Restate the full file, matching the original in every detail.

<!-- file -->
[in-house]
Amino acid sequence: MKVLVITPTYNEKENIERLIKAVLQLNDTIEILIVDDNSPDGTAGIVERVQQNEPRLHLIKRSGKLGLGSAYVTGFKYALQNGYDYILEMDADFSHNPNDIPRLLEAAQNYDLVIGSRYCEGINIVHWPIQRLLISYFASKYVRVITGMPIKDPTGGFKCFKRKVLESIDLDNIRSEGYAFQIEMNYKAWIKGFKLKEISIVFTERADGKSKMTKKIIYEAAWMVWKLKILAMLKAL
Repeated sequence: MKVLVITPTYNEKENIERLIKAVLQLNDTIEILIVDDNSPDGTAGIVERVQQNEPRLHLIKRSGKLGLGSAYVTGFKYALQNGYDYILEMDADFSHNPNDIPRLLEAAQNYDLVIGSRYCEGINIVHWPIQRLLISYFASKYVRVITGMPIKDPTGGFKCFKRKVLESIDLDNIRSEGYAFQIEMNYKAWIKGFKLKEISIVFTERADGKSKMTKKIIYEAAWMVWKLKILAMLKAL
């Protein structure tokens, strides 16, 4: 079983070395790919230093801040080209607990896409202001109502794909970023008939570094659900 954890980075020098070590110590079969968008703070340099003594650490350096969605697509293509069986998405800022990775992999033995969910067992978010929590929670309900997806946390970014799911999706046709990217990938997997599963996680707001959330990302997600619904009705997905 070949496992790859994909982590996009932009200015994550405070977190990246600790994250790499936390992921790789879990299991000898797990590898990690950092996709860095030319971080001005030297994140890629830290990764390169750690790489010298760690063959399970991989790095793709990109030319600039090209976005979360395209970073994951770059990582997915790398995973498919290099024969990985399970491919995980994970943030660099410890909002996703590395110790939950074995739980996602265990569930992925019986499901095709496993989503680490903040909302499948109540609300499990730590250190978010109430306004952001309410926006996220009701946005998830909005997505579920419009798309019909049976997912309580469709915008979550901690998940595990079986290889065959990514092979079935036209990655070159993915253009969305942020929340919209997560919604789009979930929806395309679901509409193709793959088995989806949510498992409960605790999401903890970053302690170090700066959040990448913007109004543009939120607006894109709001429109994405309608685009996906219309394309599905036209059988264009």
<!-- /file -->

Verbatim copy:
[in-house]
Amino acid sequence: MKVLVITPTYNEKENIERLIKAVLQLNDTIEILIVDDNSPDGTAGIVERVQQNEPRLHLIKRSGKLGLGSAYVTGFKYALQNGYDYILEMDADFSHNPNDIPRLLEAAQNYDLVIGSRYCEGINIVHWPIQRLLISYFASKYVRVITGMPIKDPTGGFKCFKRKVLESIDLDNIRSEGYAFQIEMNYKAWIKGFKLKEISIVFTERADGKSKMTKKIIYEAAWMVWKLKILAMLKAL
Repeated sequence: MKVLVITPTYNEKENIERLIKAVLQLNDTIEILIVDDNSPDGTAGIVERVQQNEPRLHLIKRSGKLGLGSAYVTGFKYALQNGYDYILEMDADFSHNPNDIPRLLEAAQNYDLVIGSRYCEGINIVHWPIQRLLISYFASKYVRVITGMPIKDPTGGFKCFKRKVLESIDLDNIRSEGYAFQIEMNYKAWIKGFKLKEISIVFTERADGKSKMTKKIIYEAAWMVWKLKILAMLKAL
């Protein structure tokens, strides 16, 4: 079983070395790919230093801040080209607990896409202001109502794909970023008939570094659900 954890980075020098070590110590079969968008703070340099003594650490350096969605697509293509069986998405800022990775992999033995969910067992978010929590929670309900997806946390970014799911999706046709990217990938997997599963996680707001959330990302997600619904009705997905 070949496992790859994909982590996009932009200015994550405070977190990246600790994250790499936390992921790789879990299991000898797990590898990690950092996709860095030319971080001005030297994140890629830290990764390169750690790489010298760690063959399970991989790095793709990109030319600039090209976005979360395209970073994951770059990582997915790398995973498919290099024969990985399970491919995980994970943030660099410890909002996703590395110790939950074995739980996602265990569930992925019986499901095709496993989503680490903040909302499948109540609300499990730590250190978010109430306004952001309410926006996220009701946005998830909005997505579920419009798309019909049976997912309580469709915008979550901690998940595990079986290889065959990514092979079935036209990655070159993915253009969305942020929340919209997560919604789009979930929806395309679901509409193709793959088995989806949510498992409960605790999401903890970053302690170090700066959040990448913007109004543009939120607006894109709001429109994405309608685009996906219309394309599905036209059988264009």